• Prosecutor of the Year Award (2001) from the Century City Bar Association
  • Crime Victims Star of the Year Award from Justice for Homicide Victims
  • Champion of the People Award from the National Black Prosecutors Association
  • Leaders in Public Service Award from the Encino Chamber of Commerce
  • Community Justice Award from the California NAACP

See also

External links

The Internet Archive's Wayback Machine was used to recall this version of the website from November 1, 2010.


  1. Sacramento Bee, "Steve Cooley forms committee to explore AG run" 11 Jan. 2010
  2. San Francisco Chronicle, "Crusade for justice: 2 attorneys fight to free Deborah Peagler" 10 Sept. 2007
  3. Los Angeles Times, "Lawsuit says Cooley reneged on promise" 7 Dec. 2007
  4. Los Angeles Times, "Judge bars D.A. from murder appeal" 26 April, 2008
  5. Los Angeles Weekly, "Cooley's Blind Eye" 26 Aug. 2010
  6. San Francisco Weekly, "Steve Cooley's Potential Finance Scandal Ignites Kamala Harris Press Storm" 26 Aug. 2010
  7. San Diego Union Tribune, "Law creates homeless parolees, report says" 22 Feb. 2008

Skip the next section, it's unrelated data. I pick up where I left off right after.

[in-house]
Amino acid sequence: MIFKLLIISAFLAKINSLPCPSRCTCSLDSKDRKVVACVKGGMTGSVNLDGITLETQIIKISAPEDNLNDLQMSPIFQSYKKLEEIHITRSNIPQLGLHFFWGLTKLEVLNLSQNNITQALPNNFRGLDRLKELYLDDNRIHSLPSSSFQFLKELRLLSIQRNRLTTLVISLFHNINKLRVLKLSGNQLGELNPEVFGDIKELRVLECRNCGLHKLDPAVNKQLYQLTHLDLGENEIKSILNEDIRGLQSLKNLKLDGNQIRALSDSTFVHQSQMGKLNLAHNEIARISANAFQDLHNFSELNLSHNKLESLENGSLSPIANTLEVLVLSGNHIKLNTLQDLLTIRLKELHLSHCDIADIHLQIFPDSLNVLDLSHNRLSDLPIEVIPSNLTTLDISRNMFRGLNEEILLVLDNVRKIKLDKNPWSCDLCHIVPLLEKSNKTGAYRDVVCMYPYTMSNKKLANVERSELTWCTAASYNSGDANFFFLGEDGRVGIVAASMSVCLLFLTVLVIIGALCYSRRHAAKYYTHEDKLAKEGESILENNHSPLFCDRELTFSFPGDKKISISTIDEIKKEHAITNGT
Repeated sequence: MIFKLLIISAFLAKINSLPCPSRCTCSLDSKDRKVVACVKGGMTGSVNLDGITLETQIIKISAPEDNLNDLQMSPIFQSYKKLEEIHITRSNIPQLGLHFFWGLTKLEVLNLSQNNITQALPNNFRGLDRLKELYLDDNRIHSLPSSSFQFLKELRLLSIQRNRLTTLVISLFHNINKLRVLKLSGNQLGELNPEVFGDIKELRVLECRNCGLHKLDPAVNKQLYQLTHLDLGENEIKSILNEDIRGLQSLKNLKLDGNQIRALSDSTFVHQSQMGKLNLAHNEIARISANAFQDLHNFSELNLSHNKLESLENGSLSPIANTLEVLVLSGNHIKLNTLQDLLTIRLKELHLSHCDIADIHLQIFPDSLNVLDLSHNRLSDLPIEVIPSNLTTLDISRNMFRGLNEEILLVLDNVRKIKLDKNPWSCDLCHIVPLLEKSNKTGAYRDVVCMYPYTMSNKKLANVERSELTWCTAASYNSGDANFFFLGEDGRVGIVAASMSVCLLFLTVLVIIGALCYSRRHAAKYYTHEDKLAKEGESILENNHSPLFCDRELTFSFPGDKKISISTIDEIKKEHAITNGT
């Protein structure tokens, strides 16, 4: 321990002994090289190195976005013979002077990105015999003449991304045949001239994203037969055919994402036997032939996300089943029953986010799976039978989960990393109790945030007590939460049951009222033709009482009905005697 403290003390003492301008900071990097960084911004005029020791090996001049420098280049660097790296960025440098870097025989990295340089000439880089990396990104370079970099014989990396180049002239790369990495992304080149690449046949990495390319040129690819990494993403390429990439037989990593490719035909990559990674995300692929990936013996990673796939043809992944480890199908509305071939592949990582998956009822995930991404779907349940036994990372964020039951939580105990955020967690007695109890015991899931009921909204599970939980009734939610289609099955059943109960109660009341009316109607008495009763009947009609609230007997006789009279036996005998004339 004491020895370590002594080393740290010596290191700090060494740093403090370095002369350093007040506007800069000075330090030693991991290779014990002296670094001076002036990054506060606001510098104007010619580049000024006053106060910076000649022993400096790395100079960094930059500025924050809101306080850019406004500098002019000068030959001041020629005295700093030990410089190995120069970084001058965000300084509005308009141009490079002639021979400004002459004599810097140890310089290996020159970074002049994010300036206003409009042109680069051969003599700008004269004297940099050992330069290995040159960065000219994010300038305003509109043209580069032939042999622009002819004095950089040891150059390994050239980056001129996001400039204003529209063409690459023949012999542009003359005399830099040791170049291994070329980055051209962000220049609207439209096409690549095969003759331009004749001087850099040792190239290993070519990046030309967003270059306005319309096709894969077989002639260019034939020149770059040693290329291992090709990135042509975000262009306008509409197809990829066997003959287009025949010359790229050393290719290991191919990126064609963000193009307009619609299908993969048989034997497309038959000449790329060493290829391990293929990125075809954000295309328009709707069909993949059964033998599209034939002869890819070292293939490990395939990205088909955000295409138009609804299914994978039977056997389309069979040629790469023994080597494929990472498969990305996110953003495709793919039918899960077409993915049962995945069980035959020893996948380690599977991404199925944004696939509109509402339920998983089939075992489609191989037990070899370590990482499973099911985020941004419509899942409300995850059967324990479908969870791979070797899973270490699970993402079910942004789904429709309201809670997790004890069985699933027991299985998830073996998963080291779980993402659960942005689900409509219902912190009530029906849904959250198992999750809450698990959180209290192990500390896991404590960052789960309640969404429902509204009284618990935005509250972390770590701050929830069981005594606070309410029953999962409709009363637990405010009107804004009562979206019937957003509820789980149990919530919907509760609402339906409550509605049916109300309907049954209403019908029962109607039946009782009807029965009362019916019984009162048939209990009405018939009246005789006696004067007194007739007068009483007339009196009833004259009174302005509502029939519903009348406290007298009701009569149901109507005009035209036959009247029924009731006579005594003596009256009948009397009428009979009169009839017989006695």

8. Los Angeles Times, "Sex offender deal an issue in campaign" 31 May, 2008
  9. 9.0 9.1 Metropolitan News-Enterprise, "Eastman Blasts Campaign Rival Cooley Over Pension ‘Double Dipping’" 27 May, 2010
  10. CalWatchDog, "Cooley as pension-reform poster boy" 26 May, 2010
  11. Red County, "AG Watch: Steve Cooley Wants To Weaken Three Strikes Law" 5 March, 2010
  12. Los Angeles Times, "Steve Cooley's three-strikes views get coverage in New York Times Magazine" 21 May, 2010
  13. 13.0 13.1 County of Los Angeles Department of Registrar-Recorder/County Clerk - 2008 Official Primary Election Results
  14. California Secretary of State - 2010 Statewide Primary Election Results
  15. California Secretary of State - 2010 General Election Results
  16. County of Los Angeles Department of Registrar-Recorder/County Clerk - 2004 Official Primary Election Results
  17. County of Los Angeles Department of Registrar-Recorder/County Clerk - 2000 Official Primary Election Results
  18. County of Los Angeles Department of Registrar-Recorder/County Clerk - 2000 Official General Election Results
  19. Follow the Money - Campaign Contributions for Steve Cooley, 2010